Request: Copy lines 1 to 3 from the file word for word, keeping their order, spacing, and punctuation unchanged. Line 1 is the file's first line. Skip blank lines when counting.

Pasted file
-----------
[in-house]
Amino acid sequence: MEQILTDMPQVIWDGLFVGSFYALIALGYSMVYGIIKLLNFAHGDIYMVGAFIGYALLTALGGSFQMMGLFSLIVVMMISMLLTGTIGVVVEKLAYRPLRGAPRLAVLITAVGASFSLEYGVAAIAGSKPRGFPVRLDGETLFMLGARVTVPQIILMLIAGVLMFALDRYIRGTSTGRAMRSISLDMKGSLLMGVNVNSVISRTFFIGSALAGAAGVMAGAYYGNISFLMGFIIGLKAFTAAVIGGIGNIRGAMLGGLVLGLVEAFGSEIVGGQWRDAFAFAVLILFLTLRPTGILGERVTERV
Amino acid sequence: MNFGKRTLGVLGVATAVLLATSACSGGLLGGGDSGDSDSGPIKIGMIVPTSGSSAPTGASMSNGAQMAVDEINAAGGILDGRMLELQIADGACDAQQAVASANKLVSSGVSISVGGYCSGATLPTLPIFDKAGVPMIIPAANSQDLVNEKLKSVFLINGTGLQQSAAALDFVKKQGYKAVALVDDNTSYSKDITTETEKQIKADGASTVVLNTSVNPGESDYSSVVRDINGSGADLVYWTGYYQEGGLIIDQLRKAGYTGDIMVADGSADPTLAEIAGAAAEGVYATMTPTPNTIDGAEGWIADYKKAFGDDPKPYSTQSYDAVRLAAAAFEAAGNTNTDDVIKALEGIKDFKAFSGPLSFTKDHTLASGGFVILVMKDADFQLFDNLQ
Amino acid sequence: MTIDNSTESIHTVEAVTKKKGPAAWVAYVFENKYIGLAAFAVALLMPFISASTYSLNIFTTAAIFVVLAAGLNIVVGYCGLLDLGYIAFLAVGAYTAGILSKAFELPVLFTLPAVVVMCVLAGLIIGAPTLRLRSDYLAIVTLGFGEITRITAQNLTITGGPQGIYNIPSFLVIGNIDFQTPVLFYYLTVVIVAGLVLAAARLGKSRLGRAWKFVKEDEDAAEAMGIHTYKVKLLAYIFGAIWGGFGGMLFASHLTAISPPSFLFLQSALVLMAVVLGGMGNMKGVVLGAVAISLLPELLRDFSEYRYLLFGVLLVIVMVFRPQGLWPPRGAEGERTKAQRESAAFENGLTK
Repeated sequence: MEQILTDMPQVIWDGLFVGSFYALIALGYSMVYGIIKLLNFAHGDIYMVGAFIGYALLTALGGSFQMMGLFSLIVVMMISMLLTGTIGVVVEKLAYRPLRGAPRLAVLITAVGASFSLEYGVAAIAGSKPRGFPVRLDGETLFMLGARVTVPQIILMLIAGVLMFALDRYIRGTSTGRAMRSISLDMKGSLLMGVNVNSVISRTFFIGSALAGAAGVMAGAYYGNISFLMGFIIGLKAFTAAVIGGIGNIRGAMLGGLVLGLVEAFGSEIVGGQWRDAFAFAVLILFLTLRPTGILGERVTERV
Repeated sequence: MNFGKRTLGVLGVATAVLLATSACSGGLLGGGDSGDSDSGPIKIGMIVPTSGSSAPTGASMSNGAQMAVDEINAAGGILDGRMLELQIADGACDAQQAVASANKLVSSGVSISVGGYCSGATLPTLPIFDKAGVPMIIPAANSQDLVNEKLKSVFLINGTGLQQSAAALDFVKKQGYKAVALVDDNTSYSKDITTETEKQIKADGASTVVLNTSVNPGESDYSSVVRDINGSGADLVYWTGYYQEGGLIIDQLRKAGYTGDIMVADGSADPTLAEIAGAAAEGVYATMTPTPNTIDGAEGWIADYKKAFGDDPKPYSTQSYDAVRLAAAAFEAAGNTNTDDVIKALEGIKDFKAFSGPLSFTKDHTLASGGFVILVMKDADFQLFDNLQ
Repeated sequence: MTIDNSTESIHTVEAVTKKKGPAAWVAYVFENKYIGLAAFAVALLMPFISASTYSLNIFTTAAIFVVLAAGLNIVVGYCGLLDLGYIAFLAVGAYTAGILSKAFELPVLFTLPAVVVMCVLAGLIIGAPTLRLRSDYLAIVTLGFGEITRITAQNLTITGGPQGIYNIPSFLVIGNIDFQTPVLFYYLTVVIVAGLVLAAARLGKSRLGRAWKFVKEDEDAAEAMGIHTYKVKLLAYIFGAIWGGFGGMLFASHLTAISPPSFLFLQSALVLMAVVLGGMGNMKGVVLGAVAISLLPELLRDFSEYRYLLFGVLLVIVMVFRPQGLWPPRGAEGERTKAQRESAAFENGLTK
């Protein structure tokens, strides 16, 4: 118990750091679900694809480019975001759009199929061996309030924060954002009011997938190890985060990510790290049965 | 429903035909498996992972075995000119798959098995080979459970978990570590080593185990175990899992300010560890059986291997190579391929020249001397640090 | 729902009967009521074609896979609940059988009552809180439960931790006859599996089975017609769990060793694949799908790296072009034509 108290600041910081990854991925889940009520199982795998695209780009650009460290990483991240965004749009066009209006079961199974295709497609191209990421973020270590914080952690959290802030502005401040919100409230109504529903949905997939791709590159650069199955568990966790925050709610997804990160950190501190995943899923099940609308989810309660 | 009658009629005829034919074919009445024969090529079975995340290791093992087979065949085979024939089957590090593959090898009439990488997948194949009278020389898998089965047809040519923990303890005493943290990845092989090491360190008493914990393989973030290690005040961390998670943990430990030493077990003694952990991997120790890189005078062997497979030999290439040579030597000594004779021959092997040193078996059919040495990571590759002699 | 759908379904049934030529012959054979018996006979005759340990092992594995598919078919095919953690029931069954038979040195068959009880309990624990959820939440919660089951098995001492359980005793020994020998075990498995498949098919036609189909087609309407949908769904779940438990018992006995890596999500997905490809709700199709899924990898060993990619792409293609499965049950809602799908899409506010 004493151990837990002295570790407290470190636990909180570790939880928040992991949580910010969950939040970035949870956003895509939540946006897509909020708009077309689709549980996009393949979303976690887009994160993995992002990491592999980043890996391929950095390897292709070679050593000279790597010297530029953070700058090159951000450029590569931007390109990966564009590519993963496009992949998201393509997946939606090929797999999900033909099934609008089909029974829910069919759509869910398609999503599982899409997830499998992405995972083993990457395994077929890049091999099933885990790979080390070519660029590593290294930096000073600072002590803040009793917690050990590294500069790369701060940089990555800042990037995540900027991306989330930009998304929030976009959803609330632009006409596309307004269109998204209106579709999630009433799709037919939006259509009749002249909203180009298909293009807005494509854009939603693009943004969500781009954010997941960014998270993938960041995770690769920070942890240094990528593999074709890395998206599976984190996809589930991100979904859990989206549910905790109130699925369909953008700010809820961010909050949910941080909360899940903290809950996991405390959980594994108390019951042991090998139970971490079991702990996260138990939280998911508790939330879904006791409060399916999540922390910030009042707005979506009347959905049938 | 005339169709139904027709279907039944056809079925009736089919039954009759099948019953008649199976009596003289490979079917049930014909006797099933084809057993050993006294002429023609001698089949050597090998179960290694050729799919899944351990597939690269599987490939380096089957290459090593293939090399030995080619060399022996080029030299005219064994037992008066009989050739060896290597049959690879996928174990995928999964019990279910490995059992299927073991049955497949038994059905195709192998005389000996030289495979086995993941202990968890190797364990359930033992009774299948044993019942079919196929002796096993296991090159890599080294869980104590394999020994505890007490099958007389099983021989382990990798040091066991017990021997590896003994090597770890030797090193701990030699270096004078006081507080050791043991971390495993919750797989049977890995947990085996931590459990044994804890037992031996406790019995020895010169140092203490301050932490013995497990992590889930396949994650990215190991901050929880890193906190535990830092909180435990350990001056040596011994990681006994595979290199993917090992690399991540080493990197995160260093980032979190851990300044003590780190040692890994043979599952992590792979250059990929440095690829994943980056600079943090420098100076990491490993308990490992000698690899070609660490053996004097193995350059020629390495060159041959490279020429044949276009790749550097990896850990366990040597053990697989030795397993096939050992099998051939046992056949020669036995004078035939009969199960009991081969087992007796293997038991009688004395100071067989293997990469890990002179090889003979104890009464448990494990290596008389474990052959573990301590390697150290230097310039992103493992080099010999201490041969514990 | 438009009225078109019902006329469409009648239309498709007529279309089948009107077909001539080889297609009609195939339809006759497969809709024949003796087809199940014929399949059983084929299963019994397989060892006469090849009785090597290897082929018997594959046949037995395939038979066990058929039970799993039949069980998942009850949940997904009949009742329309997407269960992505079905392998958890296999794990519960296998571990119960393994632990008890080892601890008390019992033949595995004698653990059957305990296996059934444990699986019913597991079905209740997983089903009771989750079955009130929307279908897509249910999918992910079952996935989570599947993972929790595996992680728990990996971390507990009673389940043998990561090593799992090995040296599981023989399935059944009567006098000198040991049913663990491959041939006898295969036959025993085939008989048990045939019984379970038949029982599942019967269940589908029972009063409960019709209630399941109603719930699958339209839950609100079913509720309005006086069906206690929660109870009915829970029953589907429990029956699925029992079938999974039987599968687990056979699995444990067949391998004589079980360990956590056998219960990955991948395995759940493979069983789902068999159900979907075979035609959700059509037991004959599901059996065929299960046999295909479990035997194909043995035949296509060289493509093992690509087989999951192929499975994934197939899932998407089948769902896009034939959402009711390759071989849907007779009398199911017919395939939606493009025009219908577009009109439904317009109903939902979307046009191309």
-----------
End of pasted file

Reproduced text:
[in-house]
Amino acid sequence: MEQILTDMPQVIWDGLFVGSFYALIALGYSMVYGIIKLLNFAHGDIYMVGAFIGYALLTALGGSFQMMGLFSLIVVMMISMLLTGTIGVVVEKLAYRPLRGAPRLAVLITAVGASFSLEYGVAAIAGSKPRGFPVRLDGETLFMLGARVTVPQIILMLIAGVLMFALDRYIRGTSTGRAMRSISLDMKGSLLMGVNVNSVISRTFFIGSALAGAAGVMAGAYYGNISFLMGFIIGLKAFTAAVIGGIGNIRGAMLGGLVLGLVEAFGSEIVGGQWRDAFAFAVLILFLTLRPTGILGERVTERV
Amino acid sequence: MNFGKRTLGVLGVATAVLLATSACSGGLLGGGDSGDSDSGPIKIGMIVPTSGSSAPTGASMSNGAQMAVDEINAAGGILDGRMLELQIADGACDAQQAVASANKLVSSGVSISVGGYCSGATLPTLPIFDKAGVPMIIPAANSQDLVNEKLKSVFLINGTGLQQSAAALDFVKKQGYKAVALVDDNTSYSKDITTETEKQIKADGASTVVLNTSVNPGESDYSSVVRDINGSGADLVYWTGYYQEGGLIIDQLRKAGYTGDIMVADGSADPTLAEIAGAAAEGVYATMTPTPNTIDGAEGWIADYKKAFGDDPKPYSTQSYDAVRLAAAAFEAAGNTNTDDVIKALEGIKDFKAFSGPLSFTKDHTLASGGFVILVMKDADFQLFDNLQ